Be Candid on Costs Fuchs, considered by many the elder statesman of healthcare economics, urged the audience of top policymakers to first be candid on who bears the cost of healthcare and what that cost would be under a reformed system. Only after policymakers and the public agree to an open, candid discussion of healthcare costs and trade-offs inherent in reforming the U.S. healthcare system, can we effectively move on to developing creative solutions and building up our courage to implement them.
Fuchs's entreaty for candor came just days before the Congressional Budget Office (CBO) unveiled its cost estimates of the Clinton administration's Health Security Act at 15 percent higher than what the White House predicted.4 The release of CBO's report touched off a debate in Washington about what the "true" costs would be under the Clinton plan, charges of "smoke and mirror" estimates, and claims that the president's plan was dead.
CBO Director Robert Reischauer, anticipating this response, testified before the House Ways and Means Committee February 8 that he feared the information contained in the CBO report "might be used to undercut a serious discussion of health reform alternatives or to gain some short-term partisan political advantage." Reischauer added, "We should be designing health care reform according to what makes sense for healthcare policy, not according to how it's going to show up in the budget."
Be Candid on Cost Estimates
The subject of projecting healthcare costs under various reform plans is fraught with problems. First, many analysts — both inside and outside of government — acknowledge that the data bases they use to make their estimates are far from ideal. Some of the data are old; there are gaps and comparability problems. Many variables and differing assumptions can lead to a high level of uncertainty in these estimates. Indeed, in the White House's own cost estimates of insurance premiums under the Clinton plan, a 15 percent cushion was added to account for "potential behavioral responses that are difficult to model."5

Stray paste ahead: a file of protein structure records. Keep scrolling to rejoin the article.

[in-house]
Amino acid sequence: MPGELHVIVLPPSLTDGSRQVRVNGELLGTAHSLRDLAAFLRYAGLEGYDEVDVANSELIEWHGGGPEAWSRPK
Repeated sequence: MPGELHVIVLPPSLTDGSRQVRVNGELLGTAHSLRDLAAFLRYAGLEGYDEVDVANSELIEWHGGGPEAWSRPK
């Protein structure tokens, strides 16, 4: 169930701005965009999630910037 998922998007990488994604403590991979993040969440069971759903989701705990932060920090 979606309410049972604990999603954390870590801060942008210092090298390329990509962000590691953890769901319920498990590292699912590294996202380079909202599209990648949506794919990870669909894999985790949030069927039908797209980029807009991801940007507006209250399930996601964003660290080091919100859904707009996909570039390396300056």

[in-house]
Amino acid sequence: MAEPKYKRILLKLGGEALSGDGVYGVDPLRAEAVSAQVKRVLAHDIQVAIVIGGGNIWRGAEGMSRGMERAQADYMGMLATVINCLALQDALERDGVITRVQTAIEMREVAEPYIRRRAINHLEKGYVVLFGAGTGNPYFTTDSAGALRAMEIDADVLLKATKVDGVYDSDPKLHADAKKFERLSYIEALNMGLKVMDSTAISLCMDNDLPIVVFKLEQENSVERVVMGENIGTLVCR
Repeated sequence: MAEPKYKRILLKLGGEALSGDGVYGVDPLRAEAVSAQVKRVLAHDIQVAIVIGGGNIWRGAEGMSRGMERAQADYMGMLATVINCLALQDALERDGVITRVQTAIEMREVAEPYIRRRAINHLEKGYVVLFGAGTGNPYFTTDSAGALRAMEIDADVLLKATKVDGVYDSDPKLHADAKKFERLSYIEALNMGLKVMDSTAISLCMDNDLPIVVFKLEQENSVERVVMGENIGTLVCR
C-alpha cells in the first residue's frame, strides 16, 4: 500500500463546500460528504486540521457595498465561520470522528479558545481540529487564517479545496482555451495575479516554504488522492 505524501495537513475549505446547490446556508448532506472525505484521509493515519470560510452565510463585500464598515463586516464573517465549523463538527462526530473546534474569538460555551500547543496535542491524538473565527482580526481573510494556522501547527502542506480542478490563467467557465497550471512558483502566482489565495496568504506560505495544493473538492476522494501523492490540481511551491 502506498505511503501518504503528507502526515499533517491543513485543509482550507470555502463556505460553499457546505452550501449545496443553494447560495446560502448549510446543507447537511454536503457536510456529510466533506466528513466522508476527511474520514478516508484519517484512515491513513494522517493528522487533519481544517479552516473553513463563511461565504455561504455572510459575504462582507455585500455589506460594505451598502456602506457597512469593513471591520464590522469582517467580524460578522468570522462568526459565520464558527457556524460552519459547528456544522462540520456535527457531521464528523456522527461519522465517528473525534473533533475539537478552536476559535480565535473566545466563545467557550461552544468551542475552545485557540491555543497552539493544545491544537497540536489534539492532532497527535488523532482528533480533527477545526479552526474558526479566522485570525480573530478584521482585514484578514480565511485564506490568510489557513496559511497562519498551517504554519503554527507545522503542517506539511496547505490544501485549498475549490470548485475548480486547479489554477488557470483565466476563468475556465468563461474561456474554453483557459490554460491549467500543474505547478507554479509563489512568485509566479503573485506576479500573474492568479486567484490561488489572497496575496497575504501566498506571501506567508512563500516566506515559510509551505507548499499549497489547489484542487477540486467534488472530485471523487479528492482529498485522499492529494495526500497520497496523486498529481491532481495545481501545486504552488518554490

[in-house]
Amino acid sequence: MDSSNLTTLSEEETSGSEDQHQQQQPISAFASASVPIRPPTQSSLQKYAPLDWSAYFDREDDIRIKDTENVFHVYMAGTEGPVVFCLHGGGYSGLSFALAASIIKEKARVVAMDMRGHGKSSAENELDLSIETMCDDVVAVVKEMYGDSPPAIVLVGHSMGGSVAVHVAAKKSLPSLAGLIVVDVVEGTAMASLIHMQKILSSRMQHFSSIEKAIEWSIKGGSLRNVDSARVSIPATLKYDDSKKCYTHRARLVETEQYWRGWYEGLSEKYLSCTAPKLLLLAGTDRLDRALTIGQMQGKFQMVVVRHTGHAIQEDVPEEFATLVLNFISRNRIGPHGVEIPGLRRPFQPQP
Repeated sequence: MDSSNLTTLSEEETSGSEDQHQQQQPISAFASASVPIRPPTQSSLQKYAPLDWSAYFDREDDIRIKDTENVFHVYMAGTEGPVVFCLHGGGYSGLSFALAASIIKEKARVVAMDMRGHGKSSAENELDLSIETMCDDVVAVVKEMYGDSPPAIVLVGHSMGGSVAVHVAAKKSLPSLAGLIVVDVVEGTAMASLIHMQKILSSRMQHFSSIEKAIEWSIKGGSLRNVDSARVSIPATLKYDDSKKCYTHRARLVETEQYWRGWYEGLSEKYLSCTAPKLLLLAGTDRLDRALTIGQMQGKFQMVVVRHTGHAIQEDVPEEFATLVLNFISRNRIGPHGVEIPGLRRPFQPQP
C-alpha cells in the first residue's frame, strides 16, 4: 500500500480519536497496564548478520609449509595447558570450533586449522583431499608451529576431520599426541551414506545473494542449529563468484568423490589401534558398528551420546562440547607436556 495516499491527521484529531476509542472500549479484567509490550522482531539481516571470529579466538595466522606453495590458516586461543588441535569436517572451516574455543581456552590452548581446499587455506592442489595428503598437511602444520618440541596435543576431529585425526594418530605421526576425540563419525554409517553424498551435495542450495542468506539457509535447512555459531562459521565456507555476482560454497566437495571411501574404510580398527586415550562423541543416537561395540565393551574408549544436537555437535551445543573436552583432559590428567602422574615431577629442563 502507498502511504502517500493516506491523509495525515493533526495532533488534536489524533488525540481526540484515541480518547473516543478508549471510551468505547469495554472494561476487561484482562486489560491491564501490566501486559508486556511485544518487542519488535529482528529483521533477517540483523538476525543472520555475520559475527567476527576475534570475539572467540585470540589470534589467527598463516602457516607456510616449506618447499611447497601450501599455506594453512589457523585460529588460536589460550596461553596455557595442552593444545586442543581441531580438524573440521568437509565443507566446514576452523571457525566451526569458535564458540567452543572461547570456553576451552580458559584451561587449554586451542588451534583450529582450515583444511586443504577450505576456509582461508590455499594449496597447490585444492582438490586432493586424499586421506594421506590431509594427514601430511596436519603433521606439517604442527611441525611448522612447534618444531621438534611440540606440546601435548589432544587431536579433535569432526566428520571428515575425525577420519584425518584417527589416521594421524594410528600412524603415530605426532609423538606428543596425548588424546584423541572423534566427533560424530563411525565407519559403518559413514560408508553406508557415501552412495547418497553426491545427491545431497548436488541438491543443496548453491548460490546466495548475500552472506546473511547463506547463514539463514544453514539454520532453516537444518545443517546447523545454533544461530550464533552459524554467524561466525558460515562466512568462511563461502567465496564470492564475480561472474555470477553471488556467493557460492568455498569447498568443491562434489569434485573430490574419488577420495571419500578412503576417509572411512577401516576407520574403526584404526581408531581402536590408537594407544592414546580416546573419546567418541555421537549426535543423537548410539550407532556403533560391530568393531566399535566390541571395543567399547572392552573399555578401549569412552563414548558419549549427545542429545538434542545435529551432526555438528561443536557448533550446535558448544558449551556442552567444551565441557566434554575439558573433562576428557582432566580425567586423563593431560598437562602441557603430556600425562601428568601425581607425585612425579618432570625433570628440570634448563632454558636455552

A private, independent estimate of the Clinton plan premium costs ran 15 percent to 20 percent higher than the administration's estimate because of the varying assumptions used.6 These estimates by the Fairfax, VA-based consulting firm Lewin-VHI suggest that employer spending on healthcare by 1998 would rise $29.8 billion, instead of falling as the White House forecasts. In addition, the plan's long-term impact would still reduce the deficit by the year 2000, but by $25 billion, rather than the $58 billion savings the administration predicted. These estimates differ for several reasons:
- Different accounting for the aging of the "baby boom" generation by 1998 (15 percent of the difference)
- Differing premiums in HMOs (40 percent of difference)
- Differences in the offset for uncompensated care (20 percent of difference)
- Methods used to estimate the unit cost of care (3 percent of difference)
- Ways of adjusting data from the National Health Accounts, on which both estimates were based (22 percent of difference)
Yet despite the problems inherent in these estimates, policymakers use these flawed numbers as the foundation on which to build major legislative proposals. This can lead to big surprises down the road. Take Medicare, for example. When passed back in 1965, it was estimated to cost $9 billion by 1990; in reality it cost $67 billion that year.7